Big Pharma fleecing patients in America
An article in the Aug. 7 paper about insurance companies refusing to support generic drugs may explain why drugs and insurance are so expensive. Perhaps there is another reason as well.
A dozen years ago, in Spain, my wife developed a painful rash on her left side. At the free public hospital, doctors diagnosed her with shingles. They gave her packets of powder to be dissolved in water and taken every eight hours, along with a prescription for refills. The medication worked wonderfully and when we refilled the prescription a few days later, we were amazed the cost was just two euros.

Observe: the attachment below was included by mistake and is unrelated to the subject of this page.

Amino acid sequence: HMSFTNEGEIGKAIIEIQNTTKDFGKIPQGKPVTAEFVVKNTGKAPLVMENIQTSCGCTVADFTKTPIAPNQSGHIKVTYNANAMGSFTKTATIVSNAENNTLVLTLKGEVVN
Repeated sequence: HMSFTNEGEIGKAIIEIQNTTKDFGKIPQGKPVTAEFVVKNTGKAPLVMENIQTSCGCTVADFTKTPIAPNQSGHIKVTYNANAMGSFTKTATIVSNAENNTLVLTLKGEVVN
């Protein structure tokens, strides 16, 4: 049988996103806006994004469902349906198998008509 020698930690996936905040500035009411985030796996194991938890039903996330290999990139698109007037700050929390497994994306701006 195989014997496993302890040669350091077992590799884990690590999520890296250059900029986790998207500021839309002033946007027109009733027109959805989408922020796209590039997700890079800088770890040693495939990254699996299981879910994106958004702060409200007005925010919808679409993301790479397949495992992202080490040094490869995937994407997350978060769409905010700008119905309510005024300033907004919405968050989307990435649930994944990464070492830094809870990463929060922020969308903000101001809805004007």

Back home in Florida, a friend developed the same condition. My wife offered her her leftover medication. The woman’s husband, a physician, was incredulous. “Give me those packets,” he said. “I’ll look them up and tell you where they came from. You might be surprised!” We gave him the box they came in and the next morning he called back, rather subdued. “That powder,” he said. “is made in the U.S.A., an ibuprofen derivative, too cheap for FDA approval, but available by prescription throughout the world, though not in the U.S.”
Why are inexpensive, effective drugs available worldwide but not for us here at home? Perhaps we need Congress to look into ways to decrease the cost of life-saving medications. Could they do that, or would Big Pharma say no?
Henry R. Danielson